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Magnifying glass metaphor

Magnifying glass metaphor
Answer
7/19/18 8:10 AM
The following metaphor occurred to me this morning as I was meditating. It describes the experience of progressing through the stages through Dissolution. I believe I have gotten past this stage, but it is too murky for me to really describe it. I would be curious to know if anyone finds this useful, or has anything to add or change. (Note: This is just a description of my personal experience over the past several weeks, not a claim that this is somehow an accurate model of the stages)

Imagine your reality is a painting on the wall in front of you, and you are holding a magnifying glass in your hand.

You look at the painting and take it in as you would any painting. This is your default state.

You pick up the magnifying glass and notice that if you hold it up to the painting, you can see more detail. This is pretty cool, because it helps you see the painting better. These are the stages of Mind & Body and Cause & Effect.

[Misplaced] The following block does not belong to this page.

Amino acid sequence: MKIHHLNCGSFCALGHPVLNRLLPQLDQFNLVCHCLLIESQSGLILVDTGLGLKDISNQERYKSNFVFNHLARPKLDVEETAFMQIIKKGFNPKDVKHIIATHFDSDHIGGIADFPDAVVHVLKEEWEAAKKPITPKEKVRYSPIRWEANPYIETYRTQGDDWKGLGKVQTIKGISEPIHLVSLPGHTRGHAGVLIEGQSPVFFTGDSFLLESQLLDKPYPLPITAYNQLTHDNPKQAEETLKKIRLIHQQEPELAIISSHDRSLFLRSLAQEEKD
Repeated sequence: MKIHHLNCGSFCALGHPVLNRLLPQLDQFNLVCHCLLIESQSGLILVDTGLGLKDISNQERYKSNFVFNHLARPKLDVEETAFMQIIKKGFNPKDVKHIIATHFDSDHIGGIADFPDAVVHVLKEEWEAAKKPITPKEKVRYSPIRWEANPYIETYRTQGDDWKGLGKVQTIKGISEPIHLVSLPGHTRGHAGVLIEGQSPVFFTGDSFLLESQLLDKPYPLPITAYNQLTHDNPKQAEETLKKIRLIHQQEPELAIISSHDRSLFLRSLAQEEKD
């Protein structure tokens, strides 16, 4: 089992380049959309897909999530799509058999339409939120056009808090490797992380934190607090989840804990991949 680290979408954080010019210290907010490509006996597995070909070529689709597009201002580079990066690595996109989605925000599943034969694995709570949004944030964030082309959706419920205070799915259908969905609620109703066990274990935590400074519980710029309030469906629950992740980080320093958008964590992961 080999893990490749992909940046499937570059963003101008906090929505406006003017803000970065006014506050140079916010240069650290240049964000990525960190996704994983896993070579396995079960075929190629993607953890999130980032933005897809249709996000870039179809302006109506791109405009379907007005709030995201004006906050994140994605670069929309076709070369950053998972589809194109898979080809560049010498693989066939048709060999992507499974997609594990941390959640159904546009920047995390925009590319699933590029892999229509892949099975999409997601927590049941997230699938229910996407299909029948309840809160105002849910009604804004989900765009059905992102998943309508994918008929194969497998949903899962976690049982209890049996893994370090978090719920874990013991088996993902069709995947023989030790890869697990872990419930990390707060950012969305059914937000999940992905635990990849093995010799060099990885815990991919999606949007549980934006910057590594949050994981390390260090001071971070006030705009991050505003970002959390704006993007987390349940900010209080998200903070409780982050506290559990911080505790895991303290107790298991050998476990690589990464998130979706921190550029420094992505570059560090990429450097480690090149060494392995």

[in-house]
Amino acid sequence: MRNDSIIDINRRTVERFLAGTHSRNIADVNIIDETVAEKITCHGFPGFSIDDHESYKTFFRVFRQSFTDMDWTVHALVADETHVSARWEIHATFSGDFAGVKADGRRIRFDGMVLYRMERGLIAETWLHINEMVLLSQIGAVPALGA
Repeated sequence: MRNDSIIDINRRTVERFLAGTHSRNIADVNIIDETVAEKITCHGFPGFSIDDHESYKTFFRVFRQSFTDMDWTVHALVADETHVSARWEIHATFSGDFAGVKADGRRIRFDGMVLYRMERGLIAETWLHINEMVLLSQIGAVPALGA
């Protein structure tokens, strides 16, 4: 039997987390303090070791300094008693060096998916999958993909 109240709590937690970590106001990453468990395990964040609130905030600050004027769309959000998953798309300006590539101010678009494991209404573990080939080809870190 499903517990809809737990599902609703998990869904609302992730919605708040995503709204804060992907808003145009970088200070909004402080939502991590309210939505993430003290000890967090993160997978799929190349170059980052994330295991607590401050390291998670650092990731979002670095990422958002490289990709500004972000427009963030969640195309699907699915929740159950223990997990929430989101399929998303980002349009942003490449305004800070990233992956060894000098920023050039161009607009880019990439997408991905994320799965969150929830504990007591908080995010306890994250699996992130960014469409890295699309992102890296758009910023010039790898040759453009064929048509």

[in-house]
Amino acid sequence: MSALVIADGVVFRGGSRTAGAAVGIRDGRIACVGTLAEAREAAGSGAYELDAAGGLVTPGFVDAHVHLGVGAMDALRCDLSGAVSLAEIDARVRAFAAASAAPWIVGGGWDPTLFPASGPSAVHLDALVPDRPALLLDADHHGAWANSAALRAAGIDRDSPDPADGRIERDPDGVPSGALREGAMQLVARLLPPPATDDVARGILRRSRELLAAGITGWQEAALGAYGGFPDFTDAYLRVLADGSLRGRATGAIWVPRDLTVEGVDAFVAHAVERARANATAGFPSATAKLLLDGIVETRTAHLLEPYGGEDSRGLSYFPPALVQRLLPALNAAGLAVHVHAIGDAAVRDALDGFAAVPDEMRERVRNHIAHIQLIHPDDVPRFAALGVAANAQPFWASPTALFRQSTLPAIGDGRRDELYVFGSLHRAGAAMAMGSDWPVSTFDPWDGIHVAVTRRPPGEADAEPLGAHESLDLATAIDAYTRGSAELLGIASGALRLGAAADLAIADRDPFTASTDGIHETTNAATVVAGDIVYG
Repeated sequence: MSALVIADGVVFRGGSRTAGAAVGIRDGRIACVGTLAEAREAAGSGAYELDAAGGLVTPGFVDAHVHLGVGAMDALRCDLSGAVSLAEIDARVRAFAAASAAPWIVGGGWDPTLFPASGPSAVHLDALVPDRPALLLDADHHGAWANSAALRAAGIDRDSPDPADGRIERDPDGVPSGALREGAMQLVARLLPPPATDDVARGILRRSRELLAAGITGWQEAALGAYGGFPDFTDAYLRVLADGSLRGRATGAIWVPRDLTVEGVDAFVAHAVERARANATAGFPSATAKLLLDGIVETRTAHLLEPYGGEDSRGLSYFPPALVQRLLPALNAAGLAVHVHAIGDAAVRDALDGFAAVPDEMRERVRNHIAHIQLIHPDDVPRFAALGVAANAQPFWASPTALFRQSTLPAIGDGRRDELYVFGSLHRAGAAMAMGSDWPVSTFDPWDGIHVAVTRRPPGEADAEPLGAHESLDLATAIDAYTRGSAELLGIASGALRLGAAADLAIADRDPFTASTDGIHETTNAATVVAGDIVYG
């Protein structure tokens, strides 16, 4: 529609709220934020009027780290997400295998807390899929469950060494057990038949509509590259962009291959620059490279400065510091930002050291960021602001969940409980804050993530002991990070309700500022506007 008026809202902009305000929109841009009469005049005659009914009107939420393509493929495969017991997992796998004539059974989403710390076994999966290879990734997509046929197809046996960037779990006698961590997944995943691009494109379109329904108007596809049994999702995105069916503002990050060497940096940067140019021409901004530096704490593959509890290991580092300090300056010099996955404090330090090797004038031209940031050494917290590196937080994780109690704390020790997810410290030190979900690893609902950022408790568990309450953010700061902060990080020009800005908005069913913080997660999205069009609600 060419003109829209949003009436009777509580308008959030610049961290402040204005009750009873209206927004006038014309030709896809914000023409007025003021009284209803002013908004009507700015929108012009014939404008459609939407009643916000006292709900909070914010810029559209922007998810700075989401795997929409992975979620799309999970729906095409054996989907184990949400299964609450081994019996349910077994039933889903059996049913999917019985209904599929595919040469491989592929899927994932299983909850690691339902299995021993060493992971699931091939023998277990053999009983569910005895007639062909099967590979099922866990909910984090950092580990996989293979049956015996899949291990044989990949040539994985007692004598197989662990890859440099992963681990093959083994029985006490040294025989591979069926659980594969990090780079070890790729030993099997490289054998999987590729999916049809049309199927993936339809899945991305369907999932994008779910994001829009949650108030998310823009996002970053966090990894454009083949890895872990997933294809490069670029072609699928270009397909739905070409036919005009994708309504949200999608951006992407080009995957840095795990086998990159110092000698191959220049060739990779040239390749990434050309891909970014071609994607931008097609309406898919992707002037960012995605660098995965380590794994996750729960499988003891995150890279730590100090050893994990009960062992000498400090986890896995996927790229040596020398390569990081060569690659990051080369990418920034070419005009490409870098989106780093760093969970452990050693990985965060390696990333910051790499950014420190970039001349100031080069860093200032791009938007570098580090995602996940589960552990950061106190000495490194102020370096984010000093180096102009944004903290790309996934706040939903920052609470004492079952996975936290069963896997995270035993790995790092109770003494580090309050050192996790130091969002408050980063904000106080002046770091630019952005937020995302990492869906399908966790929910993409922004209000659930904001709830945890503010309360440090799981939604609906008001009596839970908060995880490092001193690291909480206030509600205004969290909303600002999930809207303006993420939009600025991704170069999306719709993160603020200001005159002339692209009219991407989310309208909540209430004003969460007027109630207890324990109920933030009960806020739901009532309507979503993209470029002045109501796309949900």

Then, you bring the magnifying glass closer, and you realize that you can now see flaws in the painting. This is Three Characteristics.

You keep zooming in, and suddenly the flaws stop bothering you, because you see that, on a microscopic level, the painting is actually quite interesting, flaws and all. It may even be more fun than the original painting. This is Arising and Passing Away.

Now, you start exploring the rest of the painting, trying to get a sense of how it all fits together. Things get a little weird here, because you have been staring at the magnifying glass for so long. You are so zoomed in that you can no longer see the big picture, even though you are indeed taking in everything. This is Dissolution.

What happens next is that your mind starts piecing together a new big pixture, based on the zoomed-in detail that you have seen. Because you have seen so many flaws that you had not noticed before, those flaws get incorporated into the big picture. Now, however, it is worse, because it is not restricted to the small lense of the magnifying glass.

I'll leave it to someone who is more familiar with the territory after this point to finish my story.